Treatment programs can be incredibly successful transitions. But the biggest factor in your success is not just which treatment program you chose. What matters most is how you participated in your treatment program. Schedule and structure can help you recover successfully. However, you must remember that a treatment program is not real life. Treatment programs teach us a lot, but the best care providers cannot live our lives for us. Treatment programs allow us to escape from life, even for just a little while, to an environment that encourages sobriety and recovery. When in treatment, we learn the skills necessary to continue to choose to recover. To continue recovery after treatment ends, we must take some of that order and regimented living back with us. We ought to wake up and to go to sleep at the same time each day. We ought to prepare and eat healthy meals that nourish us properly. We ought to push our bodies with movement and exercise. We also ought to mend our relationships with friends and family and to find hobbies we enjoy. Aftercare can keep us motivated and accountable to keep walking the road we began when we enrolled in treatment. It can help us form partnerships with others in recovery who will support our life choices. In treatment, you began trying to understand and undo some of the habits that led you into addiction. Aftercare helps by further educating you on how to create and maintain new habits.

What If I Still Have Questions?

If you’d like to know more about Harmony Recovery Group’s aftercare options, call us now at 866-461-4474

Medication Assisted Treatment for Opioid Addiction

group of MAT patients outside

Medication-Assisted Treatment or MAT is a blend of counseling and medication designed to improve outcomes. MAT has been used for opioid addiction since the 1960s and 70s, beginning first with methadone programs focused primarily on heroin addicts. However, the MAT method has evolved far beyond its humble roots. Today, MAT has gained newfound acceptance in a broader portion of the treatment spectrum than ever before. The main reasons for this are simple. MAT has grown more effective with time as new medications have become available and there have been more results to study and learn from.

The biggest reason for the growth in the popularity of MAT though is that it delivers results. As the U.S. has undergone an explosive opioid abuse epidemic over the past 20 years, the demand for effective treatment has grown alongside it. The potential lethality of opioid addiction makes getting it right all that more important. Many may only get one shot at recovery, so they need absolutely every advantage available. When lives are at stake, there is no time for pious condescension or judgment. The fact is that MAT works and it saves lives.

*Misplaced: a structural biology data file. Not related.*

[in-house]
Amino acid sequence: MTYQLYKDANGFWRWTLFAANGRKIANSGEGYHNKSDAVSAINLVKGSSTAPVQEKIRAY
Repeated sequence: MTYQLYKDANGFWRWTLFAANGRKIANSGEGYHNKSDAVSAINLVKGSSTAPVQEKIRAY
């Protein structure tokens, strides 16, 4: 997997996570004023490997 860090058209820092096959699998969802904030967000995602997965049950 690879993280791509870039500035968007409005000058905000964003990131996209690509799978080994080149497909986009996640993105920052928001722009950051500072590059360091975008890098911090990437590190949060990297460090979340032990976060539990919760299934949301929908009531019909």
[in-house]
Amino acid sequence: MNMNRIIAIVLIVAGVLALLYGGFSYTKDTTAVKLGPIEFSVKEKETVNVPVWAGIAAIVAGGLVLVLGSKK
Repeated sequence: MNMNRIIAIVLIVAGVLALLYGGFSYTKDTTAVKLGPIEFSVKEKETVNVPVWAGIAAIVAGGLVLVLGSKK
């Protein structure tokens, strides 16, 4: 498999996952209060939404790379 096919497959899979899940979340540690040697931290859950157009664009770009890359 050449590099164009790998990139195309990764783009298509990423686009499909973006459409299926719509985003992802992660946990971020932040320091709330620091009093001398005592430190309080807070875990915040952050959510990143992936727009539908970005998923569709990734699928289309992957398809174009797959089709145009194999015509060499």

Efficacy of Medication-Assisted Treatment for Opioids

Research shows MAT is effective. It substantially improves a patients’ chances of staying in treatment and continuing recovery. (1). MAT programs help in early recovery. They can subdue cravings and lower the chance of relapse, especially when opioid blockers are included. Perhaps most importantly, they buy the patient time and breathing room to grow in their recovery.

The most common medications used in MAT for opioid addiction today are buprenorphine and naloxone, usually in combination, sometimes known by the brand name, Suboxone. Buprenorphine is a long-acting synthetic opioid that lacks the powerful euphoric effect of opioids which are often abused. It is this component that helps abate withdrawal symptoms in detox and control cravings when used in an MAT setting. Naloxone is an opioid antagonist that helps prevent buprenorphine from being used in ways other than prescribed. Naloxone is also the active agent in the lifesaving medication Narcan, which is used to arrest opioid overdose.

Is MAT Enough?

MAT for opioid addiction does not begin and end with buprenorphine though. Promising results for lasting recovery have been seen with patients who are also prescribed antidepressants and/or non-narcotic medications for anxiety. The combination of medications, if any, which is used will depend on each patient’s profile. Opioid addicted people who have a co-occurring mood disorder like depression are more likely to be prescribed a psychiatric medication as well. However, benefits have been seen with psychiatric medications prescribed for a limited period in early recovery with other patients.

Opioid addicted people tend to have more successful early recovery with MAT programs than without. This does not mean recovery without MAT isn’t possible. But there is research supporting the use of MAT. The Centers for Disease Control (CDC) are currently conducting a study of over 1,000 patients at more than 60 sites across the U.S. to research MAT outcomes for opioid addiction. (1) This will be the largest study of its’ kind. Final results will be published in Summer 2021. Whether or not MAT is right for you or your loved one is a decision that should be made with medical and professional advice.

If you have more questions about Medication-Assisted Treatment for opioid addiction, please contact us.



Signs You Need Treatment for Meth Addiction

woman sitting by a window smoking meth

The numbers surrounding meth addiction in the United States paint a truly frightening picture. According to the National Institute of Drug Abuse statistics, well over 1.5 million people used crystal meth in the year 2017, including some 775,00 who had used it in the last 30 days.

Things get even uglier when it comes to people suffering from a methamphetamine use disorder. According to the same national statistics, almost a million people over the age of 12– yes, 12– were experiencing definite health and other consequences because of meth addiction.

Fortunately, there’s hope. There’s hope for those who have already developed a meth addiction and for those who have just used it a few times. The key is knowing when you or a loved one needs help. In this post, we’ll discuss 10 signs that you or a loved one needs treatment for meth addiction.

Signs You Need Treatment for Meth Addiction

We’ll begin with some tell-tale external signs of meth addiction. These are things you might notice simply by looking at yourself in the mirror or glancing at a loved one you suspect might have a problem.